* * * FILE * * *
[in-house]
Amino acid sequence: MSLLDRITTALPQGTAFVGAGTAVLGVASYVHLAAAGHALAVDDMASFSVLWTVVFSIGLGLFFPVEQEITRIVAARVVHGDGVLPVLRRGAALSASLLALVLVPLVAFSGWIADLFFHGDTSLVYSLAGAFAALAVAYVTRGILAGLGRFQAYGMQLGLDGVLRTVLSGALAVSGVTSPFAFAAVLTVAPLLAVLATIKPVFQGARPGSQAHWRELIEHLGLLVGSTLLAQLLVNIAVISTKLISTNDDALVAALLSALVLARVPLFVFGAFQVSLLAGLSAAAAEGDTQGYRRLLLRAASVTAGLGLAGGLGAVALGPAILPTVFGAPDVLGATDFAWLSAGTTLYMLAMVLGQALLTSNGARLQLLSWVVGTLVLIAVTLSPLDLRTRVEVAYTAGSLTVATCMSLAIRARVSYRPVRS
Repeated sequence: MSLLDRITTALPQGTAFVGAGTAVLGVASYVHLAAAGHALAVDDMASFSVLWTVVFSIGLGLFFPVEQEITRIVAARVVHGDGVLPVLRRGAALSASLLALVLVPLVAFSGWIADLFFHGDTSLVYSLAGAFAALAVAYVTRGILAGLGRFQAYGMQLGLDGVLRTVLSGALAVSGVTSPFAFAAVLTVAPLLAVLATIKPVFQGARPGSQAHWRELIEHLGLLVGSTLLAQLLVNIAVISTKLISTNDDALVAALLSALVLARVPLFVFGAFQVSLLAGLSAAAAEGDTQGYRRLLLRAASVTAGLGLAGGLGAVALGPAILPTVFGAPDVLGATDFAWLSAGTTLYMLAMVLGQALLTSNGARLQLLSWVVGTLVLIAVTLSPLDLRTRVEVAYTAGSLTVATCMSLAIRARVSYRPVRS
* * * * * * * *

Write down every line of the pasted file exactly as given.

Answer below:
[in-house]
Amino acid sequence: MSLLDRITTALPQGTAFVGAGTAVLGVASYVHLAAAGHALAVDDMASFSVLWTVVFSIGLGLFFPVEQEITRIVAARVVHGDGVLPVLRRGAALSASLLALVLVPLVAFSGWIADLFFHGDTSLVYSLAGAFAALAVAYVTRGILAGLGRFQAYGMQLGLDGVLRTVLSGALAVSGVTSPFAFAAVLTVAPLLAVLATIKPVFQGARPGSQAHWRELIEHLGLLVGSTLLAQLLVNIAVISTKLISTNDDALVAALLSALVLARVPLFVFGAFQVSLLAGLSAAAAEGDTQGYRRLLLRAASVTAGLGLAGGLGAVALGPAILPTVFGAPDVLGATDFAWLSAGTTLYMLAMVLGQALLTSNGARLQLLSWVVGTLVLIAVTLSPLDLRTRVEVAYTAGSLTVATCMSLAIRARVSYRPVRS
Repeated sequence: MSLLDRITTALPQGTAFVGAGTAVLGVASYVHLAAAGHALAVDDMASFSVLWTVVFSIGLGLFFPVEQEITRIVAARVVHGDGVLPVLRRGAALSASLLALVLVPLVAFSGWIADLFFHGDTSLVYSLAGAFAALAVAYVTRGILAGLGRFQAYGMQLGLDGVLRTVLSGALAVSGVTSPFAFAAVLTVAPLLAVLATIKPVFQGARPGSQAHWRELIEHLGLLVGSTLLAQLLVNIAVISTKLISTNDDALVAALLSALVLARVPLFVFGAFQVSLLAGLSAAAAEGDTQGYRRLLLRAASVTAGLGLAGGLGAVALGPAILPTVFGAPDVLGATDFAWLSAGTTLYMLAMVLGQALLTSNGARLQLLSWVVGTLVLIAVTLSPLDLRTRVEVAYTAGSLTVATCMSLAIRARVSYRPVRS